I have a very strong tendency to make rational, practical, and fact-based decisions using my head. It’s very rare for me to make decisions using my emotions. I was forced to learn how to make more intuitive decisions by listening to my gut when I was struggling with pivotal life decisions. I was forced to feel and listen to my inner voice to make decisions that feel most natural to me. This was very unfamiliar to me, however, it expanded my identity.

    Review this list of Feeling Words. Use the same technique you use for the values exercise to narrow down how you want to feel.

    Keep these words visible too!

    Review your responses. What do you observe? What insights do you gain from these responses and those in the above steps?

    6. Be Willing to Sit with Discomfort

    Make career decisions aligned with your values, goals, talents and feelings. This is not for the faint hearted. It takes real work, courage and willingness to cut out the noise around you. You’ll need to sit with discomfort for a bit until you build up your muscle to hit the targets you want.

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    Surround yourself with a supportive network to help you through these times.

    “These pains you feel are messengers. Listen to them” – Rumi

    7. Manage Your Own Career

    Not to be cynical, but no one can make you happy but yourself. If you don’t take control of your career and manage it like your own business – no one will.

    Discern between things that you can control and what you can’t control. For example, you may not be able to control who gets a promotion. However, you can control how you react to it and what you’ve learned about yourself in that situation.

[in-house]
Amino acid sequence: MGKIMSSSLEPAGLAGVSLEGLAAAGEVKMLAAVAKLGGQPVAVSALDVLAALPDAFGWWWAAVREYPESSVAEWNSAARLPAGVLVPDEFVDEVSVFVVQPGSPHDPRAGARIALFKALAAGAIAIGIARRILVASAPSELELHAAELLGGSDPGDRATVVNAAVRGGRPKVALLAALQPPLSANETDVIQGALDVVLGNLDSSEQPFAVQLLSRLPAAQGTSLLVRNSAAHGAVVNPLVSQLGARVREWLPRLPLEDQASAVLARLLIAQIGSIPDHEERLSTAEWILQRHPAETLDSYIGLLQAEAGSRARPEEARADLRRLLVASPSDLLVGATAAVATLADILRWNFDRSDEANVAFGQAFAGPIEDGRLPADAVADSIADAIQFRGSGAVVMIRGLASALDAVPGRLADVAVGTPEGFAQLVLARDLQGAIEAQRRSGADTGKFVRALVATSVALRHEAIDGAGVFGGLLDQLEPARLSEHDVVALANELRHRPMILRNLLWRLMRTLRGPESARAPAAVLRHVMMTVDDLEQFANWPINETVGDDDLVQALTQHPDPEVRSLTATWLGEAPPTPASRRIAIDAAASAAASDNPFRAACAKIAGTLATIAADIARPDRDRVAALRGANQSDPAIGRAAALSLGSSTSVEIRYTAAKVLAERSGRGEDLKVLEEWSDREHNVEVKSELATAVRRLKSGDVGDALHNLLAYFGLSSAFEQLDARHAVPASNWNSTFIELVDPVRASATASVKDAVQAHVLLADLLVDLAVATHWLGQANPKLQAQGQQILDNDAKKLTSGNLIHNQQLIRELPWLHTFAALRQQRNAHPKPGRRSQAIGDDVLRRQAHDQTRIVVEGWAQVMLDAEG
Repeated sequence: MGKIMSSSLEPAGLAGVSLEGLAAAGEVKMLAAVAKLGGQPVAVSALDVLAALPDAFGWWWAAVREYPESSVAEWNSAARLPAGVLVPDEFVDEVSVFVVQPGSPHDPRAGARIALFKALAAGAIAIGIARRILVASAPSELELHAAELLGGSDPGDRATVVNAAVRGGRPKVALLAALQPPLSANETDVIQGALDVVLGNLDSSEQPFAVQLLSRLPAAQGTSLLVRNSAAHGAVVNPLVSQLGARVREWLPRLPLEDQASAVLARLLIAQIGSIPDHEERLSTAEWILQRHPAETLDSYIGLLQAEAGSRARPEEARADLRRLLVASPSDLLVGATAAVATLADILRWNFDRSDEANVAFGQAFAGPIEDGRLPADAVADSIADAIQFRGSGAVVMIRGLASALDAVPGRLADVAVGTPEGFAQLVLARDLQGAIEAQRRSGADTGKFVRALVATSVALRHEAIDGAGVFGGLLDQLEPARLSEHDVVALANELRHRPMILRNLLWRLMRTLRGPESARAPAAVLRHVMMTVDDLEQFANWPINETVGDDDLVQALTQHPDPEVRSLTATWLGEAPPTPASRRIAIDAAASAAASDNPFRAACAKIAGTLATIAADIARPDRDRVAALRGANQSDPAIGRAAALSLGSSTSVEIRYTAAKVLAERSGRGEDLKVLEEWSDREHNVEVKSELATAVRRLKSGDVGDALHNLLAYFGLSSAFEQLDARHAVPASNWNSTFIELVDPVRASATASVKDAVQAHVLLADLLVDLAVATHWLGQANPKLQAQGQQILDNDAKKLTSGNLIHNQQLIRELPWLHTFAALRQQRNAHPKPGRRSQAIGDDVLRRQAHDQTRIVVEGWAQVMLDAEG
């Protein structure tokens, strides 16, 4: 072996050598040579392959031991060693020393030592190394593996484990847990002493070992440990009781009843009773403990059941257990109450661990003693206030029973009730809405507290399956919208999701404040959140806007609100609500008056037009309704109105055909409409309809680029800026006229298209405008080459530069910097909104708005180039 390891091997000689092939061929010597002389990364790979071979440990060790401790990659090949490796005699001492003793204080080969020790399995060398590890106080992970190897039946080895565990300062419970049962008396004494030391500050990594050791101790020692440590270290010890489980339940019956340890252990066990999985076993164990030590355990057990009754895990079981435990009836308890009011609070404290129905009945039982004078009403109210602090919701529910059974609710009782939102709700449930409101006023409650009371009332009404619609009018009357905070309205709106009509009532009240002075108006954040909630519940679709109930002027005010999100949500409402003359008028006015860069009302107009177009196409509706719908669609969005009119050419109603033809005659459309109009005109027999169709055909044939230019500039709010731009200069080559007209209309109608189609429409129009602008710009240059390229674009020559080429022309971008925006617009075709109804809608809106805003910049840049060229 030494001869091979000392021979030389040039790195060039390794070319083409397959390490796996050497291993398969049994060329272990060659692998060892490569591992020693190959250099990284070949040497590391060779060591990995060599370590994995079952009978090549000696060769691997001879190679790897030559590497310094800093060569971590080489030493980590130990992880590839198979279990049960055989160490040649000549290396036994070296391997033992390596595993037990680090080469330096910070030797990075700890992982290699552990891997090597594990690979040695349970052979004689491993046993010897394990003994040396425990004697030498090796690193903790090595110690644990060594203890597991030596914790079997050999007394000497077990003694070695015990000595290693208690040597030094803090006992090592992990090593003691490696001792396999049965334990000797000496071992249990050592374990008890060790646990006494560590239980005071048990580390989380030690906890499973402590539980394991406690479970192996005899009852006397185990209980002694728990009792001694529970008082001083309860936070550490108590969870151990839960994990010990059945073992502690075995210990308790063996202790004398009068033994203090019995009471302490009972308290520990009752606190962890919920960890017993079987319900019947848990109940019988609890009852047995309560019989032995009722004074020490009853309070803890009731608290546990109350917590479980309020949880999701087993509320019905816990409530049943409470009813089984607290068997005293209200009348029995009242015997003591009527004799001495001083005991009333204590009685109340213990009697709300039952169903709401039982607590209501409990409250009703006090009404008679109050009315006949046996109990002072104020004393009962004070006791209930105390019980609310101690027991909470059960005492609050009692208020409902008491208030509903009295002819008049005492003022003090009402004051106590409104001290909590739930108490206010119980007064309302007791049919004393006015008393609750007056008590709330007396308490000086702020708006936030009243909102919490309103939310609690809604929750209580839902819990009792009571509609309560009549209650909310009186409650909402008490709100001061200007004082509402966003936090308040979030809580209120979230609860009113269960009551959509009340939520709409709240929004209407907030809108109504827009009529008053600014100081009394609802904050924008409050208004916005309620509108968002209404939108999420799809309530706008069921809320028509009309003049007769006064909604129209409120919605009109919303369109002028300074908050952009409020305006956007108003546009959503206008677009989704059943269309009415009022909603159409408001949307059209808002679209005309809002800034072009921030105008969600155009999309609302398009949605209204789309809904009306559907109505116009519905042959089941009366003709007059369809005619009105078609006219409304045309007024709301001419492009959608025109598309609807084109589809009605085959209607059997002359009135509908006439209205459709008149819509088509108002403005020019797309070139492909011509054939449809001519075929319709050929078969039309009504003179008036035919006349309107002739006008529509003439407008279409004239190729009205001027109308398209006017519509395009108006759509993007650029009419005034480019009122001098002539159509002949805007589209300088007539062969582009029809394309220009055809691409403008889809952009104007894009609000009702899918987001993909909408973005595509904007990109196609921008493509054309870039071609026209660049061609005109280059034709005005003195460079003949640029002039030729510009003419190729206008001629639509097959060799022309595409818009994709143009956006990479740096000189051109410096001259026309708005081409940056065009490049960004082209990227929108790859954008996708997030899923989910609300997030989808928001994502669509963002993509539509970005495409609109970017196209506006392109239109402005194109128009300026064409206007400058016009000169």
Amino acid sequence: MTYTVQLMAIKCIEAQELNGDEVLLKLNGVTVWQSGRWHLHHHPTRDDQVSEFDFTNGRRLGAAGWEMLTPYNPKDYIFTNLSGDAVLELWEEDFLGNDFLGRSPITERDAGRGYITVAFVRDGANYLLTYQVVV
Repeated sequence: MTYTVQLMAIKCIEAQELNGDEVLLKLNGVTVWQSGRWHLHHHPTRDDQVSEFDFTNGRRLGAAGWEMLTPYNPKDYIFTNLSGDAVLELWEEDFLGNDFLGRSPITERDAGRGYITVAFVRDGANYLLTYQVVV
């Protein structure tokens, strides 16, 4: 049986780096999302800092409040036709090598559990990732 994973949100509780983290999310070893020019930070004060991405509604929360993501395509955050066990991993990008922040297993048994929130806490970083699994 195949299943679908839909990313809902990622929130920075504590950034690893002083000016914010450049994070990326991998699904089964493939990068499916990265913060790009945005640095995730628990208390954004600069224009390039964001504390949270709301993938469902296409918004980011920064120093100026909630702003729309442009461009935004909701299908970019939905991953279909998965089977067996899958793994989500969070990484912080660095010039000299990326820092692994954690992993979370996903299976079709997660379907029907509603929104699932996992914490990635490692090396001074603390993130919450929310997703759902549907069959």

Summing Up

    For many who have gone through a career change or been impacted by life events, these steps may seem very basic. However, it’s sometimes the basics that we forget to do. The simple things and moments can edge us closer to our larger vision for ourselves.

    Staying present and appreciating what you have today can sometimes help you achieve your long-term goals. For example, if you’re always talking about not having enough time and wanting work-life balance, think about what was good in your work day? Maybe you took a walk outside with your co-workers. This could be a small step to help you reframe how you can attain work-life balance.

    Remember to take time for yourself. Hit pause, notice, observe and reflect to achieve career success by getting deliberate and intentional:

    1. Define Career Success for Yourself
    2. Know Your Values
    3. Define Your Short-Term and Long-Term Life and Goals
    4. Determine Your Top Talents
    5. Identify ‘Feeling’ Words You Want to Experience
    6. Be Willing to sit with Discomfort
    7. Manage Your Own Career

    “When you stop chasing the wrong things you give the right things a chance to catch you.” – Lolly Daskal

    Good luck and best wishes always!

    More Tips on Advancing Your Career

    Featured photo credit: rawpixel via unsplash.com

    Reference